Many libraries throughout Eastern Idaho are getting ready to launch their summer reading programs next week.

Idaho Falls Public Library will be June 3- August 24. The theme will follow the collaborative reading theme throughout the country, “A Universe of Stories.”

Mallory Snow, children’s programming specialist at Idaho Falls Public Library, said kids get to set their own reading goals and read any books they want. They can earn “book bucks,” depending on if they reach their goals, which will allow them to redeem prizes from the summer reading store.

The store will have school supplies and toys kids can choose to buy with their book bucks. For every weekly goal met, children will get 10 book bucks. They can spend them weekly or save them until the end of summer to buy larger prizes.

Snow shared the example of a mother who set a goal with her child to read a different story each day. This helped them get out of the routine of reading the same book over and over again.

There are divisions for children, teens and adults. While children get to set their own reading goals, teens and adults will be given reading challenges to pass off throughout the summer. They will have an opportunity to receive prizes as well.

Those who participate will have 12 weeks to complete the program. They are required to read 10 out of the 12 weeks to be entered into the grand prize.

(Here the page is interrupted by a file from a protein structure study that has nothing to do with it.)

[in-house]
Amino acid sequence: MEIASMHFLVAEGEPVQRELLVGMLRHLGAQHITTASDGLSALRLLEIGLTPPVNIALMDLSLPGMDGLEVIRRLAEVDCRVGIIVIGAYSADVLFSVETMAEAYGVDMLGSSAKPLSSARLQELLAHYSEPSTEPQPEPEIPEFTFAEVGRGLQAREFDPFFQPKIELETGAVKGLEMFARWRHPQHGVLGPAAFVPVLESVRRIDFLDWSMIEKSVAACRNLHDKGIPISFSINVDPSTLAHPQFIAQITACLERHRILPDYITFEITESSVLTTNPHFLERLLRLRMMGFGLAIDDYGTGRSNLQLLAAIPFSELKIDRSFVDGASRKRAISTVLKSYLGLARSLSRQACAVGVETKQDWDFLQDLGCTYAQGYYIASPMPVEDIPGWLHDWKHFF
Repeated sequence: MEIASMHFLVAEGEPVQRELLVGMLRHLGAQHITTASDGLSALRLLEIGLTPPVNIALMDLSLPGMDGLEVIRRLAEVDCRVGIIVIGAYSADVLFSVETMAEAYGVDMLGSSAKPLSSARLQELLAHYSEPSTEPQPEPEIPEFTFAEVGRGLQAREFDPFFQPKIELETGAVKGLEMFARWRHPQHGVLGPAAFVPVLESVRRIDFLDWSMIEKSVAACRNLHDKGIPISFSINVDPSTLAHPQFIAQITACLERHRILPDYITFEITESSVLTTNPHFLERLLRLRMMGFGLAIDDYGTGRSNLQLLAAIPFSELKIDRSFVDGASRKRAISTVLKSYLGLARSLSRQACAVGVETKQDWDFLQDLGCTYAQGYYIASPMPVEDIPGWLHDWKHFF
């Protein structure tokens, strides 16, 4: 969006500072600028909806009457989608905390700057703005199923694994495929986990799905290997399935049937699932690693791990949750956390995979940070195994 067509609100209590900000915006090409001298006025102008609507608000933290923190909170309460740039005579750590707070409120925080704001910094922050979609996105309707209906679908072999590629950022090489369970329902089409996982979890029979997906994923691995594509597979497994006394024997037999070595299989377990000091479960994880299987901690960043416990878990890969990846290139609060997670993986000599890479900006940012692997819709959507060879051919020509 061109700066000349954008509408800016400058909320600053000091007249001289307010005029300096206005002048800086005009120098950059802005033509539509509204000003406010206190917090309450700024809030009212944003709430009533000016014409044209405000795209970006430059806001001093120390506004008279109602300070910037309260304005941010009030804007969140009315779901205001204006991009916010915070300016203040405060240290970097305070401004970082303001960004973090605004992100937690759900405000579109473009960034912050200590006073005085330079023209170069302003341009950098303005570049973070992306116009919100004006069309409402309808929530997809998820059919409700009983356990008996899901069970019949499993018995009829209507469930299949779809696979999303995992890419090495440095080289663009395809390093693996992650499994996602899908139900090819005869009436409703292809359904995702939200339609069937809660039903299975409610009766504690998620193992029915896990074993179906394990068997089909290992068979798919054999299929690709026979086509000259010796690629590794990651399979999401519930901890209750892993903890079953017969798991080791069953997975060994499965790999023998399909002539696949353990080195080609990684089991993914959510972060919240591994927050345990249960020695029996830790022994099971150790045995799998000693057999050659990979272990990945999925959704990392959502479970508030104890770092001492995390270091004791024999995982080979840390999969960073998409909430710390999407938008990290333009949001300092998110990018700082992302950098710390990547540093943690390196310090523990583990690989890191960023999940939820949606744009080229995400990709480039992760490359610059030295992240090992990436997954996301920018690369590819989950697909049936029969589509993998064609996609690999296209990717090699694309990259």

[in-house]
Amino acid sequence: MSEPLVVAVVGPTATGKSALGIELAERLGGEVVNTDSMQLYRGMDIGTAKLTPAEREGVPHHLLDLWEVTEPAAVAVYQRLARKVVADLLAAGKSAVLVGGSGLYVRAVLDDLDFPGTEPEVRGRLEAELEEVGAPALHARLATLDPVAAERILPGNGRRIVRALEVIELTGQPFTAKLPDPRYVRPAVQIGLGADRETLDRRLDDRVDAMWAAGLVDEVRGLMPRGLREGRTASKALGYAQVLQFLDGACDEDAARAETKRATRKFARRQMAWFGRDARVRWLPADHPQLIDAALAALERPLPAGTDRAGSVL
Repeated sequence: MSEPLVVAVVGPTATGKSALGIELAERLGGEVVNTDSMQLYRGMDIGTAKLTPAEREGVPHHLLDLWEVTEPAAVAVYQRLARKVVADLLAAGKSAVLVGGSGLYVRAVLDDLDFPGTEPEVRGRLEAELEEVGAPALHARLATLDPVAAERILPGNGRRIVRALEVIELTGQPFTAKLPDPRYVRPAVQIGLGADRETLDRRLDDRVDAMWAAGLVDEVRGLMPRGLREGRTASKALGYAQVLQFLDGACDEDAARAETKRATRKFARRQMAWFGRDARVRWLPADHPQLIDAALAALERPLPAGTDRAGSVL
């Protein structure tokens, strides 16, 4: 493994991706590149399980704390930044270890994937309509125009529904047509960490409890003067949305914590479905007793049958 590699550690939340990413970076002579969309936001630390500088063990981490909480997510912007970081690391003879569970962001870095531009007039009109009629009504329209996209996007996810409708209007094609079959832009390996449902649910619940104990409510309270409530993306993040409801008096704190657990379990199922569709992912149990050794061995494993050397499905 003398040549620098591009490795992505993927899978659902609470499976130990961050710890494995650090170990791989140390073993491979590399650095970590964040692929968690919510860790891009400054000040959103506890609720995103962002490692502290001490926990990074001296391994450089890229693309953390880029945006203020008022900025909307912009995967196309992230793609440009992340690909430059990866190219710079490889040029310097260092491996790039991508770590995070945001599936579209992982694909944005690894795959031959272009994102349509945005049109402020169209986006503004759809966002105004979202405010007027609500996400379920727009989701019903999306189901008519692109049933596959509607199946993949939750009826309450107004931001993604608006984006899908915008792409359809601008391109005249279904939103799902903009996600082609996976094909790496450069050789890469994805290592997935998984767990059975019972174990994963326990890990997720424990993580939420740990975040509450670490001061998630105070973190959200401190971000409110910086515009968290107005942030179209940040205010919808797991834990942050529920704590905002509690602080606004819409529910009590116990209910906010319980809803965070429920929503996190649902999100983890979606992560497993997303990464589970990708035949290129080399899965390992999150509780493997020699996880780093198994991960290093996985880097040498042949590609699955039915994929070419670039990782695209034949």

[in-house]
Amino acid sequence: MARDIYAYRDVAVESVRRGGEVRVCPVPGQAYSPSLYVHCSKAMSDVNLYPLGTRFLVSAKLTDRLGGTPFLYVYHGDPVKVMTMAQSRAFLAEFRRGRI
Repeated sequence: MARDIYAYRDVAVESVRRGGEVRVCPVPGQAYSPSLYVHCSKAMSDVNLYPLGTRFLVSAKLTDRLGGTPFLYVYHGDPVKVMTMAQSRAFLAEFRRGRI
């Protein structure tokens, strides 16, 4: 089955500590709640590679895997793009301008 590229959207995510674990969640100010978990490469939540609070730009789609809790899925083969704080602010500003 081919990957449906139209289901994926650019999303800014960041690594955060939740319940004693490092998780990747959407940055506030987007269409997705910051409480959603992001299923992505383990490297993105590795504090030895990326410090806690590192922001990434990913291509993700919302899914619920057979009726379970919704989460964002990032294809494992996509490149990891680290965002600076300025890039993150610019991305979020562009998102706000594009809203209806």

The library also has other activities throughout the year for people to get involved in.

One of those activities is the Extreme Book Nerd program, which lasts throughout the year. Those who sign up are required to read either 25, 50 or 75 books in one year.

For this program, there will be specific book categories participants will need to read from. A library card will be required to receive an entry for the prize.

“It has become a super popular program,” Snow said.

Idaho Falls Public Library welcomes anyone who wants to participate in the summer reading program. A library card will need to be associated with participants who are involved in the summer reading program and the Extreme Book Nerd program.

“We definitely want to be a part of childrens’ learning and early literacy,” Snow said. “And for the teens and adults we want to make sure that they keep reading too.”